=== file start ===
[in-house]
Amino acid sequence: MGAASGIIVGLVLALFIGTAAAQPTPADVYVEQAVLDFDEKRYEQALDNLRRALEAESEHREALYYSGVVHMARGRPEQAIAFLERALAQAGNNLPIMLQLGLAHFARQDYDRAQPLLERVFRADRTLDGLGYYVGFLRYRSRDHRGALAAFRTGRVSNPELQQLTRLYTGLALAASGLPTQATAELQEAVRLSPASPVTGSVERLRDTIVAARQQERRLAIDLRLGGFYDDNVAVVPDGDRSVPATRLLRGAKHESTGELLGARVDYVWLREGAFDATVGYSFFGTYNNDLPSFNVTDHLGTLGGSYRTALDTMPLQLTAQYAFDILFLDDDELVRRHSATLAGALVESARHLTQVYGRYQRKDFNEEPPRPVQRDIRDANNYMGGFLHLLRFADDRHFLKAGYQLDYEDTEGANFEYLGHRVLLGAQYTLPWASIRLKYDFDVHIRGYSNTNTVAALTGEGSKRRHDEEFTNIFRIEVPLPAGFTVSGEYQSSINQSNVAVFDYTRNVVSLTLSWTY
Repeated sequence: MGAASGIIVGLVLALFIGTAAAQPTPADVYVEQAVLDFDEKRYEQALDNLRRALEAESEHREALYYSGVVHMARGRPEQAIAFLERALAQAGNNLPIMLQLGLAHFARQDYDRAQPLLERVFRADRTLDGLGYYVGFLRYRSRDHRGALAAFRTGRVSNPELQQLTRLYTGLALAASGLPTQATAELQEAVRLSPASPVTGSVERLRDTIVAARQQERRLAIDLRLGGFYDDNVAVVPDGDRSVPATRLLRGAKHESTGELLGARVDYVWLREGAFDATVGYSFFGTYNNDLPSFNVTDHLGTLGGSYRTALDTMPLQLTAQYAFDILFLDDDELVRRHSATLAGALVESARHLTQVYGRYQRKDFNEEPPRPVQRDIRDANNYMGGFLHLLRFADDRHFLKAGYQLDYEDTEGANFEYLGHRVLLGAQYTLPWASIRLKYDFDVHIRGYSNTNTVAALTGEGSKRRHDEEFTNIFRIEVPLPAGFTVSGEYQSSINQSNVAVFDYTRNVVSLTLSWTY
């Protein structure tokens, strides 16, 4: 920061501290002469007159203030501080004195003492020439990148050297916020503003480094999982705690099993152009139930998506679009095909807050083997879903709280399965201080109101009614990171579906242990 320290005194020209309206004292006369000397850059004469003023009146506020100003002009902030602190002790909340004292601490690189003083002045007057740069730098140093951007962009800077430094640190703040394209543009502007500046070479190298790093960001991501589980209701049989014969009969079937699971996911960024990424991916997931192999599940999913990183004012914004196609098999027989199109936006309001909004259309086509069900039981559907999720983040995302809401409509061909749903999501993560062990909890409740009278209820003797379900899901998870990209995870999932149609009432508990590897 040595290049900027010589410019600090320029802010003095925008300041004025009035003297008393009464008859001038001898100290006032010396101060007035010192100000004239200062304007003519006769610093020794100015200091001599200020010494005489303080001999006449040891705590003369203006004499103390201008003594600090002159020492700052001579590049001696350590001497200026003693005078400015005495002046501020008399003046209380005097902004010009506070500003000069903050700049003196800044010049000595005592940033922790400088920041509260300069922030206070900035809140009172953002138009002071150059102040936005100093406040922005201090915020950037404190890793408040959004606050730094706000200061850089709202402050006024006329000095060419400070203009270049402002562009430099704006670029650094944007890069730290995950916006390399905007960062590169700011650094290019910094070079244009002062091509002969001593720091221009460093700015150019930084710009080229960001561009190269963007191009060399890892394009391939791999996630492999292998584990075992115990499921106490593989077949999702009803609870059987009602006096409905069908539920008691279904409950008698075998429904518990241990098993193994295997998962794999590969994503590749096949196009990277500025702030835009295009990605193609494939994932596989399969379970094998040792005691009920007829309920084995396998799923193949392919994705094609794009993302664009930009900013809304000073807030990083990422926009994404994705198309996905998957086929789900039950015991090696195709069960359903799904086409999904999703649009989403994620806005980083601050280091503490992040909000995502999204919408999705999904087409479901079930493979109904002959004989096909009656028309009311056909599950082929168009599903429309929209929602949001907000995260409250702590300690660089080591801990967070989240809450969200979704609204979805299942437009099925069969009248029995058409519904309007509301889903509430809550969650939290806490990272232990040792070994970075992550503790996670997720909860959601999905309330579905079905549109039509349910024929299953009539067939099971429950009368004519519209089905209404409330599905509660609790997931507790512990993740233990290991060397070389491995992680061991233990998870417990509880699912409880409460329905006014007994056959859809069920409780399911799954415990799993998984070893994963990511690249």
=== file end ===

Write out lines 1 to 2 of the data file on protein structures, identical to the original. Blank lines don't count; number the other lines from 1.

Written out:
[in-house]
Amino acid sequence: MGAASGIIVGLVLALFIGTAAAQPTPADVYVEQAVLDFDEKRYEQALDNLRRALEAESEHREALYYSGVVHMARGRPEQAIAFLERALAQAGNNLPIMLQLGLAHFARQDYDRAQPLLERVFRADRTLDGLGYYVGFLRYRSRDHRGALAAFRTGRVSNPELQQLTRLYTGLALAASGLPTQATAELQEAVRLSPASPVTGSVERLRDTIVAARQQERRLAIDLRLGGFYDDNVAVVPDGDRSVPATRLLRGAKHESTGELLGARVDYVWLREGAFDATVGYSFFGTYNNDLPSFNVTDHLGTLGGSYRTALDTMPLQLTAQYAFDILFLDDDELVRRHSATLAGALVESARHLTQVYGRYQRKDFNEEPPRPVQRDIRDANNYMGGFLHLLRFADDRHFLKAGYQLDYEDTEGANFEYLGHRVLLGAQYTLPWASIRLKYDFDVHIRGYSNTNTVAALTGEGSKRRHDEEFTNIFRIEVPLPAGFTVSGEYQSSINQSNVAVFDYTRNVVSLTLSWTY